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Saint of the Day—available on the iPhone!

Saint of the Day
Catholic saints are holy people and human people who lived extraordinary lives. Each saint the Church honors responded to God's invitation to use his or her unique gifts. God calls each one of us to be a saint. Click here to receive Saint of the Day in your email.

January 10
St. Gregory of Nyssa
(c. 330-395)


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The son of two saints, Basil and Emmilia, young Gregory was raised by his older brother, St. Basil the Great, and his sister, Macrina, in modern-day Turkey. Gregory's success in his studies suggested great things were ahead for him. After becoming a professor of rhetoric, he was persuaded to devote his learning and efforts to the Church. By then married, Gregory went on to study for the priesthood and become ordained (this at a time when celibacy was not a matter of law for priests).

He was elected Bishop of Nyssa (in Lower Armenia) in 372, a period of great tension over the Arian heresy, which denied the divinity of Christ. Briefly arrested after being falsely accused of embezzling Church funds, Gregory was restored to his see in 378, an act met with great joy by his people.

It was after the death of his beloved brother, Basil, that Gregory really came into his own. He wrote with great effectiveness against Arianism and other questionable doctrines, gaining a reputation as a defender of orthodoxy. He was sent on missions to counter other heresies and held a position of prominence at the Council of Constantinople. His fine reputation stayed with him for the remainder of his life, but over the centuries it gradually declined as the authorship of his writings became less and less certain. But, thanks to the work of scholars in the 20th century, his stature is once again appreciated. Indeed, St. Gregory of Nyssa is seen not simply as a pillar of orthodoxy but as one of the great contributors to the mystical tradition in Christian spirituality and to monasticism itself.



Comment:

Orthodoxy is a word that can raise red flags in our minds. To some people it may connote rigid attitudes that make no room for honest differences of opinion. But it might just as well suggest something else: faith that has settled deep in one’s bones. Gregory’s faith was like that. So deeply imbedded was his faith in Jesus that he knew the divinity that Arianism denied. When we resist something offered as truth without knowing exactly why, it may be because our faith has settled in our bones.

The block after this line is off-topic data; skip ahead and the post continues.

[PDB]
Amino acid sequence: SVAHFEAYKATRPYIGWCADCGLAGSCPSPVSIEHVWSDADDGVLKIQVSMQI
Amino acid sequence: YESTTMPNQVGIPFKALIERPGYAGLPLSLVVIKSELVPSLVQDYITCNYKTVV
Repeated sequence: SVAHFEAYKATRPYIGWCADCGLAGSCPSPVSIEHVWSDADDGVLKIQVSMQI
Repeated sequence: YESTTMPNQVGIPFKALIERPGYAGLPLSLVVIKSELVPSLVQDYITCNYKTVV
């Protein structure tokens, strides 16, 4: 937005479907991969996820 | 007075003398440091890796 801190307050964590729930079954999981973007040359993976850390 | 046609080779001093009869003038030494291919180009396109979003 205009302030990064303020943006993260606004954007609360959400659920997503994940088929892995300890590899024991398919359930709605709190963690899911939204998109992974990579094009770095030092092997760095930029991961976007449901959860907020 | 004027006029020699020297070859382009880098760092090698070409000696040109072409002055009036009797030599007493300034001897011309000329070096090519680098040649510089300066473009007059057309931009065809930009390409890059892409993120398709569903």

Friday, January 10, 2014
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Saint of the Day
Lives, Lessons and Feast
By Leonard Foley, O.F.M.; revised by Pat McCloskey, O.F.M.



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Wolfgang of Regensburg: Wolfgang was born in Swabia, Germany, and was educated at a school located at the abbey of Reichenau. There he encountered Henry, a young noble who went on to become Archbishop of Trier. Meanwhile, Wolfgang remained in close contact with the archbishop, teaching in his cathedral school and supporting his efforts to reform the clergy. 
<p>At the death of the archbishop, Wolfgang chose to become a Benedictine monk and moved to an abbey in Einsiedeln, now part of Switzerland. Ordained a priest, he was appointed director of the monastery school there. Later he was sent to Hungary as a missionary, though his zeal and good will yielded limited results. </p><p>Emperor Otto II appointed him Bishop of Regensburg near Munich. He immediately initiated reform of the clergy and of religious life, preaching with vigor and effectiveness and always demonstrating special concern for the poor. He wore the habit of a monk and lived an austere life. </p><p>The draw to monastic life never left him, including the desire for a life of solitude. At one point he left his diocese so that he could devote himself to prayer, but his responsibilities as bishop called him back. </p><p>In 994 Wolfgang became ill while on a journey; he died in Puppingen near Linz, Austria. He was canonized in 1052. His feast day is celebrated widely in much of central Europe. </p> American Catholic Blog Keep your gaze always on our most beloved Jesus, asking him in the depths of his heart what he desires for you, and never deny him anything even if it means going strongly against the grain for you. –Blessed Maria Sagrario of St. Aloysius Gonzaga

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